Grimsley’s daily work has her analyzing local, regional, and statewide data in order to develop statewide training designed to reduce or reverse negative trends. Without previous analytics training, she’s found this to be a challenge, especially as a woman.
“This challenge is particularly difficult as it is not a matter of intelligence and skillset, but rather a cultural perception that underrates the performance of women,” she says. “I’m committed to doing my part – influencing, educating, and supporting women as they follow their hearts. I didn’t start out in STEM and that didn’t stop me, so don’t let it stop you. You are more than your gender, so put on your boxing gloves and stay the course. You’ll be glad you did.”
Angela is deeply rooted in the analytics field, having worked with data for Cigna Healthcare for nearly five years. She’s always been curious about data and finds that the visualization side of data comes naturally to her – but the technical aspect (programming, data mining, using analytics tools) does not. She knows that strengthening those skills is critically important to her long-term career in analytics.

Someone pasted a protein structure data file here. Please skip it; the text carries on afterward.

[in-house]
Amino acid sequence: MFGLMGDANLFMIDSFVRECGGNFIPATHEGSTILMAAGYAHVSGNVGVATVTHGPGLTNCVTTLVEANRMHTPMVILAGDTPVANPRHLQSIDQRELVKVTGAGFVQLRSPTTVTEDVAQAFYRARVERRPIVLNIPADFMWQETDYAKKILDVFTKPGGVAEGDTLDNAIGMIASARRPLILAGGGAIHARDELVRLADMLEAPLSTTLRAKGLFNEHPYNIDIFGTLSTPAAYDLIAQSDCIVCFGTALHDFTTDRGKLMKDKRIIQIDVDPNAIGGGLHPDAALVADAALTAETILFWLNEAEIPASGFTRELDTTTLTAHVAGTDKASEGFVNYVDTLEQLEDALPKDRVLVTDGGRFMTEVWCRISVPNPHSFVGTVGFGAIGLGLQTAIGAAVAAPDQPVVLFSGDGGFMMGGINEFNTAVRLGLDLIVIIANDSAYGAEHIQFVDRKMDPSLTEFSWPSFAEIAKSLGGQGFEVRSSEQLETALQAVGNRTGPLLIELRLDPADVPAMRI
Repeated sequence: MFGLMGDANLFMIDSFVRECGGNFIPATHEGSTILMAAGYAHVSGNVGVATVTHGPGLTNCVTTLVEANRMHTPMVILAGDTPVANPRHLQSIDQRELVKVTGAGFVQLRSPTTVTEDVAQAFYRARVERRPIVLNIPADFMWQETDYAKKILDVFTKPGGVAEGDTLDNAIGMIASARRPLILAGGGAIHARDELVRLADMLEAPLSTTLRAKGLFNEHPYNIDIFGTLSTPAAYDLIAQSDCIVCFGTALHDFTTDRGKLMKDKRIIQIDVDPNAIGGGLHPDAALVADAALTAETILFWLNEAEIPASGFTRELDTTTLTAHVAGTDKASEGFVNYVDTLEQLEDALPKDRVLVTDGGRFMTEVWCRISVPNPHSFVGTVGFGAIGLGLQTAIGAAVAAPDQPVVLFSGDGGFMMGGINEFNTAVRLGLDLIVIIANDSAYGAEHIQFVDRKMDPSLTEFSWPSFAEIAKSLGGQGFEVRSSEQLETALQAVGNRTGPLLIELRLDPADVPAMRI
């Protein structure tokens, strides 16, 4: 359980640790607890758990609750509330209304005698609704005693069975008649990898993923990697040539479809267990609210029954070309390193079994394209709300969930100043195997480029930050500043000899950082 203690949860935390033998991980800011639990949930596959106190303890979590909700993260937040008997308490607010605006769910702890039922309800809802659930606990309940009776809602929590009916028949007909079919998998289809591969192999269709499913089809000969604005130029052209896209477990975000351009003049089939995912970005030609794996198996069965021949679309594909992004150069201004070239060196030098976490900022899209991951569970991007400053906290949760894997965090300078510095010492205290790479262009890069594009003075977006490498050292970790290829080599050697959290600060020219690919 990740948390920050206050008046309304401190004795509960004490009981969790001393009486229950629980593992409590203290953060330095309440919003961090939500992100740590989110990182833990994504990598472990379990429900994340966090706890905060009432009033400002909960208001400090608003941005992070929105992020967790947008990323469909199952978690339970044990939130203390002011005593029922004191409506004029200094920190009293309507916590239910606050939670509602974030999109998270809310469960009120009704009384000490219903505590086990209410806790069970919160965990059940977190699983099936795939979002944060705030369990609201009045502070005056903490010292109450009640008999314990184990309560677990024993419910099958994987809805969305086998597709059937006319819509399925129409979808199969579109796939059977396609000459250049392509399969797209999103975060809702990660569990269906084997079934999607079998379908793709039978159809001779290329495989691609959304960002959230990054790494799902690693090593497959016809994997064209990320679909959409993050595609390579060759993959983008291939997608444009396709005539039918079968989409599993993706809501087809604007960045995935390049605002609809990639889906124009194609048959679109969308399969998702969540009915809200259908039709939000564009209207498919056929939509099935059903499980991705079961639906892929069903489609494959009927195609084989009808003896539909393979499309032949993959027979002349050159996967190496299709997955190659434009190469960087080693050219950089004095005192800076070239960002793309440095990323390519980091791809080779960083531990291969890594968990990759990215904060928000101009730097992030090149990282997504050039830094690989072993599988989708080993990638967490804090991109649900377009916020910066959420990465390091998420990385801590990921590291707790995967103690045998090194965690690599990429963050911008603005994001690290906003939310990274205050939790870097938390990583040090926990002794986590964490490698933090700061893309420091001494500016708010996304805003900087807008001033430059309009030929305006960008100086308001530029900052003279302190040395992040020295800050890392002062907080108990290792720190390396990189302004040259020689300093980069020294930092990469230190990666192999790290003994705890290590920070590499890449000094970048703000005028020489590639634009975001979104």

As a woman in a STEM-related career, Manfredo often finds that she’s the only woman on a team or in a meeting. But she doesn’t let that stop her, knowing she can bring something unique to the work. “Being able to tell stories with data is my ultimate passion. I want to use this skill to help infuse data analytics into all aspects of business decision-making” she says. “Bad data is a major barrier. We have data that is missing, unavailable, not understood, not appropriately managed or overseen. That’s lost to us until we make the time to give it the care it needs. The lack of a data management plan and data model are some of the biggest barriers I faced. Let the business community learn that data is their friend, not something to be afraid of.”
Learn more about Capella University’s online data analytics degrees.